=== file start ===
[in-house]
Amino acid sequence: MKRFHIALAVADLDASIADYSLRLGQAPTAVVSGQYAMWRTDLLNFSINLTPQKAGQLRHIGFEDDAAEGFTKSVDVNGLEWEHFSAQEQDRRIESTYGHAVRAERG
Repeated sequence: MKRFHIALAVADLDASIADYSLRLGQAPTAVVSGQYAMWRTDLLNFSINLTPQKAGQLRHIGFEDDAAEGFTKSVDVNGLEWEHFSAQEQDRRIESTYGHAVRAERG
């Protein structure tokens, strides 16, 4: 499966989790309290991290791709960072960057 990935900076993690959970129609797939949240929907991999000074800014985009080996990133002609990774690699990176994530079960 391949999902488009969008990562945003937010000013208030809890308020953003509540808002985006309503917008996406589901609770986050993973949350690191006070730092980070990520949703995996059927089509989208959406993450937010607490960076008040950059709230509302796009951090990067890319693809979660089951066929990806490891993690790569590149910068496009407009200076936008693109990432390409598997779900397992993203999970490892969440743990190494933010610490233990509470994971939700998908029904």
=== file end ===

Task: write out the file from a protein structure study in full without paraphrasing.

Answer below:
[in-house]
Amino acid sequence: MKRFHIALAVADLDASIADYSLRLGQAPTAVVSGQYAMWRTDLLNFSINLTPQKAGQLRHIGFEDDAAEGFTKSVDVNGLEWEHFSAQEQDRRIESTYGHAVRAERG
Repeated sequence: MKRFHIALAVADLDASIADYSLRLGQAPTAVVSGQYAMWRTDLLNFSINLTPQKAGQLRHIGFEDDAAEGFTKSVDVNGLEWEHFSAQEQDRRIESTYGHAVRAERG
């Protein structure tokens, strides 16, 4: 499966989790309290991290791709960072960057 990935900076993690959970129609797939949240929907991999000074800014985009080996990133002609990774690699990176994530079960 391949999902488009969008990562945003937010000013208030809890308020953003509540808002985006309503917008996406589901609770986050993973949350690191006070730092980070990520949703995996059927089509989208959406993450937010607490960076008040950059709230509302796009951090990067890319693809979660089951066929990806490891993690790569590149910068496009407009200076936008693109990432390409598997779900397992993203999970490892969440743990190494933010610490233990509470994971939700998908029904």